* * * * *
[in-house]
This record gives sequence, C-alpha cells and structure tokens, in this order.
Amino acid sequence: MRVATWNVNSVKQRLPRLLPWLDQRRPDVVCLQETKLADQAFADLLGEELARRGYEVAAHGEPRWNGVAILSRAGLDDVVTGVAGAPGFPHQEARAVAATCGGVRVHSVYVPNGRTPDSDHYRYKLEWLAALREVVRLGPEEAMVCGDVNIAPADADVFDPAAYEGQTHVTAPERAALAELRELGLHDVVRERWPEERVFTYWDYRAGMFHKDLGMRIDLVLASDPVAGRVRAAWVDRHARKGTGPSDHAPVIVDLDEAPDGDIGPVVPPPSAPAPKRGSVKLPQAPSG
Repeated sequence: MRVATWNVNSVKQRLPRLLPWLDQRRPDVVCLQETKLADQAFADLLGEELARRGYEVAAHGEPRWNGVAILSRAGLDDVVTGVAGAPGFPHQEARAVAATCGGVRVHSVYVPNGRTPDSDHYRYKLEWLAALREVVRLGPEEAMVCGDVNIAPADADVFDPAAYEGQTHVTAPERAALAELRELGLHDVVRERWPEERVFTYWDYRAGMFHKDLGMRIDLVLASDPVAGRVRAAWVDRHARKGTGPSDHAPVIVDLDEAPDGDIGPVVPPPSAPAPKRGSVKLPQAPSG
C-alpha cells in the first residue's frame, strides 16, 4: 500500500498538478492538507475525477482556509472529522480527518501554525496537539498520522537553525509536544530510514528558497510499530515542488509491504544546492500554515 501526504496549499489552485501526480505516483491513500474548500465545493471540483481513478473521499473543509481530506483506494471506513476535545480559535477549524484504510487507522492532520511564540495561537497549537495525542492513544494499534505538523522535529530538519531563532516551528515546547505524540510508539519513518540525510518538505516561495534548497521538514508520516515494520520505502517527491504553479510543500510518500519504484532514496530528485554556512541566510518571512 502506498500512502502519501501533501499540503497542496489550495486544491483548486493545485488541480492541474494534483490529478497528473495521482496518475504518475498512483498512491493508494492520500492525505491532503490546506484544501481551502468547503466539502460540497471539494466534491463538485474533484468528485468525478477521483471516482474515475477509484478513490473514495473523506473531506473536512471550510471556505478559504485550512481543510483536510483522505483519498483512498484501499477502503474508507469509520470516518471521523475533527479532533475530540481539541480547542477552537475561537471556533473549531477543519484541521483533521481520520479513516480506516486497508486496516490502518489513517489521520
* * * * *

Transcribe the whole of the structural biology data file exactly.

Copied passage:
[in-house]
This record gives sequence, C-alpha cells and structure tokens, in this order.
Amino acid sequence: MRVATWNVNSVKQRLPRLLPWLDQRRPDVVCLQETKLADQAFADLLGEELARRGYEVAAHGEPRWNGVAILSRAGLDDVVTGVAGAPGFPHQEARAVAATCGGVRVHSVYVPNGRTPDSDHYRYKLEWLAALREVVRLGPEEAMVCGDVNIAPADADVFDPAAYEGQTHVTAPERAALAELRELGLHDVVRERWPEERVFTYWDYRAGMFHKDLGMRIDLVLASDPVAGRVRAAWVDRHARKGTGPSDHAPVIVDLDEAPDGDIGPVVPPPSAPAPKRGSVKLPQAPSG
Repeated sequence: MRVATWNVNSVKQRLPRLLPWLDQRRPDVVCLQETKLADQAFADLLGEELARRGYEVAAHGEPRWNGVAILSRAGLDDVVTGVAGAPGFPHQEARAVAATCGGVRVHSVYVPNGRTPDSDHYRYKLEWLAALREVVRLGPEEAMVCGDVNIAPADADVFDPAAYEGQTHVTAPERAALAELRELGLHDVVRERWPEERVFTYWDYRAGMFHKDLGMRIDLVLASDPVAGRVRAAWVDRHARKGTGPSDHAPVIVDLDEAPDGDIGPVVPPPSAPAPKRGSVKLPQAPSG
C-alpha cells in the first residue's frame, strides 16, 4: 500500500498538478492538507475525477482556509472529522480527518501554525496537539498520522537553525509536544530510514528558497510499530515542488509491504544546492500554515 501526504496549499489552485501526480505516483491513500474548500465545493471540483481513478473521499473543509481530506483506494471506513476535545480559535477549524484504510487507522492532520511564540495561537497549537495525542492513544494499534505538523522535529530538519531563532516551528515546547505524540510508539519513518540525510518538505516561495534548497521538514508520516515494520520505502517527491504553479510543500510518500519504484532514496530528485554556512541566510518571512 502506498500512502502519501501533501499540503497542496489550495486544491483548486493545485488541480492541474494534483490529478497528473495521482496518475504518475498512483498512491493508494492520500492525505491532503490546506484544501481551502468547503466539502460540497471539494466534491463538485474533484468528485468525478477521483471516482474515475477509484478513490473514495473523506473531506473536512471550510471556505478559504485550512481543510483536510483522505483519498483512498484501499477502503474508507469509520470516518471521523475533527479532533475530540481539541480547542477552537475561537471556533473549531477543519484541521483533521481520520479513516480506516486497508486496516490502518489513517489521520